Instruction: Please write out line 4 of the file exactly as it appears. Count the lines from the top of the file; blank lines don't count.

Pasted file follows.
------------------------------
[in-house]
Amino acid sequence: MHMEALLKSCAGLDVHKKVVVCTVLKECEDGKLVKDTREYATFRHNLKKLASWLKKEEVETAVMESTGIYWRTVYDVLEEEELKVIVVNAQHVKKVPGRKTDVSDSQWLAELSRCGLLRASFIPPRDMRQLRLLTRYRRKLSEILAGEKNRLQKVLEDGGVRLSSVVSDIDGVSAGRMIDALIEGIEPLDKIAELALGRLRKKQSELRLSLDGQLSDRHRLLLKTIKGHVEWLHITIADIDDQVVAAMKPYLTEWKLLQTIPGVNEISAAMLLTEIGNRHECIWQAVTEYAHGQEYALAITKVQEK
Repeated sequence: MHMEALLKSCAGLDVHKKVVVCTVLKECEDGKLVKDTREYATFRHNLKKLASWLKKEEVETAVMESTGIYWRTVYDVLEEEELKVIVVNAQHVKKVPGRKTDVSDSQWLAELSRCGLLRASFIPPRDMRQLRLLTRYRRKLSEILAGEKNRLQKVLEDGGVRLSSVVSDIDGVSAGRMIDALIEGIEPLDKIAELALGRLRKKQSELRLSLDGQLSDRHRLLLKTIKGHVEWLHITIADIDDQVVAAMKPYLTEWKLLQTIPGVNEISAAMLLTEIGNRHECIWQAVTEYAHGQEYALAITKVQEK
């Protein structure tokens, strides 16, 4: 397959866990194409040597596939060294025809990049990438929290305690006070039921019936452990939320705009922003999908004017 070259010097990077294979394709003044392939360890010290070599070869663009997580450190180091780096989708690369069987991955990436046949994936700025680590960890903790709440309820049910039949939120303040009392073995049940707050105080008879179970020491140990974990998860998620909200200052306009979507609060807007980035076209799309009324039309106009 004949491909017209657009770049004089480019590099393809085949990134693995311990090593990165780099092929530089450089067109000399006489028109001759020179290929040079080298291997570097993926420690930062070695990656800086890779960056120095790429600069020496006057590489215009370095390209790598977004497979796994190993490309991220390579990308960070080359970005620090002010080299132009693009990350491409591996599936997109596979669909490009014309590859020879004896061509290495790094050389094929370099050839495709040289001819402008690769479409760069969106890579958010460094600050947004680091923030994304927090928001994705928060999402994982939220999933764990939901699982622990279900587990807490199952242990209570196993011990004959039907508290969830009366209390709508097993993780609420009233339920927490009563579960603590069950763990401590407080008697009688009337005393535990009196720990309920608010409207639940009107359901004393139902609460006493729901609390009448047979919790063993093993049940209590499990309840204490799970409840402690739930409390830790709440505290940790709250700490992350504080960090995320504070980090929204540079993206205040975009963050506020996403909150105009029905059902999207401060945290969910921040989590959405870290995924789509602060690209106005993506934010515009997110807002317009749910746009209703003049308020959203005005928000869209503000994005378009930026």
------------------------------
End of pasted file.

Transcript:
């Protein structure tokens, strides 16, 4: 397959866990194409040597596939060294025809990049990438929290305690006070039921019936452990939320705009922003999908004017 070259010097990077294979394709003044392939360890010290070599070869663009997580450190180091780096989708690369069987991955990436046949994936700025680590960890903790709440309820049910039949939120303040009392073995049940707050105080008879179970020491140990974990998860998620909200200052306009979507609060807007980035076209799309009324039309106009 004949491909017209657009770049004089480019590099393809085949990134693995311990090593990165780099092929530089450089067109000399006489028109001759020179290929040079080298291997570097993926420690930062070695990656800086890779960056120095790429600069020496006057590489215009370095390209790598977004497979796994190993490309991220390579990308960070080359970005620090002010080299132009693009990350491409591996599936997109596979669909490009014309590859020879004896061509290495790094050389094929370099050839495709040289001819402008690769479409760069969106890579958010460094600050947004680091923030994304927090928001994705928060999402994982939220999933764990939901699982622990279900587990807490199952242990209570196993011990004959039907508290969830009366209390709508097993993780609420009233339920927490009563579960603590069950763990401590407080008697009688009337005393535990009196720990309920608010409207639940009107359901004393139902609460006493729901609390009448047979919790063993093993049940209590499990309840204490799970409840402690739930409390830790709440505290940790709250700490992350504080960090995320504070980090929204540079993206205040975009963050506020996403909150105009029905059902999207401060945290969910921040989590959405870290995924789509602060690209106005993506934010515009997110807002317009749910746009209703003049308020959203005005928000869209503000994005378009930026």